Five resources for planning your post-mock exam lessons
Mocks, PPEs, practice exams – whatever you call them, chances are that your Year 11 class tackle them at some point during the school year. As soon as they are marked, you are probably busy analysing their results and planning your lessons. You want to ensure that gaps in knowledge are filled and students can make improvements before their final exams.
We have picked out a variety of tools, sites and blogs from across the web to help you make the most of the mocks. They should give you some starting points to maximise post-mock strategies in your classroom. From QLA spreadsheets to podcasts, there should be something here to help you plan some effective post-mock lessons for your students.
Whilst we are unable to explicitly endorse any of the external resources or content, we think you will find something useful. Everything we have picked out comes from or features a current classroom-based maths teacher.
You know what students need to do to improve, but do they? This analysis sheet from MathedUp is ready to print, or can be tailored to your classes. It only takes students five minutes to fill in, but enables them to reflect honestly on their strengths, areas for improvement and revision strategies.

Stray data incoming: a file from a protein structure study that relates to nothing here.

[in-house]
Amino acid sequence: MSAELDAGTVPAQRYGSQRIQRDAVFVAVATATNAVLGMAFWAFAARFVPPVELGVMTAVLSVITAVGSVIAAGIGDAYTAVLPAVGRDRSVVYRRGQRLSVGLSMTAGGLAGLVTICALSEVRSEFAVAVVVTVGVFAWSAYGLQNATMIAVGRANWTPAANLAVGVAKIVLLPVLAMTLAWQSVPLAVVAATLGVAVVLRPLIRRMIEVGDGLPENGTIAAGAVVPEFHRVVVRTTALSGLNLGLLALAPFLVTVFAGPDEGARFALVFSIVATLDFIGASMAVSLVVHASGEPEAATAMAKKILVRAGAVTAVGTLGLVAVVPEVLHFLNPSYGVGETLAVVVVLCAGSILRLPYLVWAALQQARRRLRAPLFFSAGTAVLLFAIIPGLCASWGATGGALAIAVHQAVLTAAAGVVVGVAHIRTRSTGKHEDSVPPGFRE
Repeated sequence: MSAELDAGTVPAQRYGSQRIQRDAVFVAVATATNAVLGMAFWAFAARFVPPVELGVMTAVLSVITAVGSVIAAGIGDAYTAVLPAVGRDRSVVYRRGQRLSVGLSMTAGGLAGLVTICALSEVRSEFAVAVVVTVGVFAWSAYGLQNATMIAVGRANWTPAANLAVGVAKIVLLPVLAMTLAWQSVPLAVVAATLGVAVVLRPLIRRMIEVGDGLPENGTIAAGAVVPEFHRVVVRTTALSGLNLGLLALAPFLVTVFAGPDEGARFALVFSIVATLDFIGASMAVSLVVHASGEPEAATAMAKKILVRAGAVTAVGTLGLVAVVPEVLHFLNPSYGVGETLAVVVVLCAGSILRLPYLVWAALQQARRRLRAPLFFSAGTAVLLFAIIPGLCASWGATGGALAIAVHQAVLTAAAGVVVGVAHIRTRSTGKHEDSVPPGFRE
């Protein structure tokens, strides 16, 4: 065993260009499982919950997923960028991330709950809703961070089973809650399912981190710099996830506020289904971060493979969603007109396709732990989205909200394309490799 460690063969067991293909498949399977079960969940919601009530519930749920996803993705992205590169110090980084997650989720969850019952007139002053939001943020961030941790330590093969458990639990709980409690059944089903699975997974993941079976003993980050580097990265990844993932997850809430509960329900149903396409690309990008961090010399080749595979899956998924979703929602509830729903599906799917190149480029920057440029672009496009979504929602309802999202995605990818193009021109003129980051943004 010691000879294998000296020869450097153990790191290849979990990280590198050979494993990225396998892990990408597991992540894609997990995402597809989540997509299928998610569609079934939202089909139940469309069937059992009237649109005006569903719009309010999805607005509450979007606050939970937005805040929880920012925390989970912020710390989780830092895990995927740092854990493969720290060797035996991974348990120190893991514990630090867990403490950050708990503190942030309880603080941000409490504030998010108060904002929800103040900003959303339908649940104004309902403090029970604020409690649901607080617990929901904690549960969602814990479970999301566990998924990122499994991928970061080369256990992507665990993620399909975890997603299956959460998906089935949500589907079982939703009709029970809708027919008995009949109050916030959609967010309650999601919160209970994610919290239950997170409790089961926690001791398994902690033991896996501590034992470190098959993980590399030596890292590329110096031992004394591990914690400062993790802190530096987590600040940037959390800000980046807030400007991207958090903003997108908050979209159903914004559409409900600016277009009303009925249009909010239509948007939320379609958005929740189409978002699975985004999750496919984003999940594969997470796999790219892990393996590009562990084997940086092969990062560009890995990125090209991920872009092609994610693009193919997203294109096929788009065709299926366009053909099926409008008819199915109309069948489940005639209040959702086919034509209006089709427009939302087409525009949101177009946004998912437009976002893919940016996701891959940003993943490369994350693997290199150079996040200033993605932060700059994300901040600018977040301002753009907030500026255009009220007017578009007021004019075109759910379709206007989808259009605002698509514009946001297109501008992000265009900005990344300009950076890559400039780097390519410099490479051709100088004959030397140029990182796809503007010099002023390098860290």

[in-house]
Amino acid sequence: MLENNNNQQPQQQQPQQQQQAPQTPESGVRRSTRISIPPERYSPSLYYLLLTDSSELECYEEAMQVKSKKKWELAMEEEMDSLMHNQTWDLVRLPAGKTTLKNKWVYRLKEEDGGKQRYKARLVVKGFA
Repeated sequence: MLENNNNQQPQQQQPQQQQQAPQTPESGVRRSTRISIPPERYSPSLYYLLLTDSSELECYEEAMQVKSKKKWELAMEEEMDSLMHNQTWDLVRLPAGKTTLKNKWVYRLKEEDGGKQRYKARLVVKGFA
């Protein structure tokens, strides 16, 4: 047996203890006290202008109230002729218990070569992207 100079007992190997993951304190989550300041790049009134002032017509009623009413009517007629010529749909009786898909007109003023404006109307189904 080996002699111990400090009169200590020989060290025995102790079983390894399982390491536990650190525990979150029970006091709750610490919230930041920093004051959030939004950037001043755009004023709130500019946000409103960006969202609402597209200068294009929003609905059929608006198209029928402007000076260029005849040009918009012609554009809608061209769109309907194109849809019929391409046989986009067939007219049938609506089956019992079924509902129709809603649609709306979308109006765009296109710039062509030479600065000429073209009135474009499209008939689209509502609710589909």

Are you a teacher who finds question level analysis (QLA) invaluable, or do you think your time could be better spent elsewhere? If you value the impact of QLA, JustMaths’s downloadable spreadsheets provide analysis for your whole class, allowing you to identify patterns and tailor your lessons accordingly. They are for 2017’s papers, but could easily be adapted. And we all know that QLA can be very time consuming. With these spreadsheets you can even get students to input their own marks and do their personal analysis.
How has the new 9-1 GCSE affected your approach to revision with your classes? Is a topic-by-topic method still relevant, or has the increased focus on reasoning and problem solving led you to tackle things differently? Listen to this recent podcast in which representatives from AQA, Edexcel and OCR discuss the questions they set in the summer 2018 exams. They also share details of how students performed on topic areas, and what they learned from social media.
Popular blogger Jo Morgan has written a Resourceaholic blog post which collates some handy revision resources. It could come in useful when your students have analysed their mocks and are ready to start preparing for the real exams.
This letter template from Mr Reddy’s blog allows you to create personalised letters for your students. It uses a mail merge from a results spreadsheet to provide students with details of how they did and congratulate them on their successes.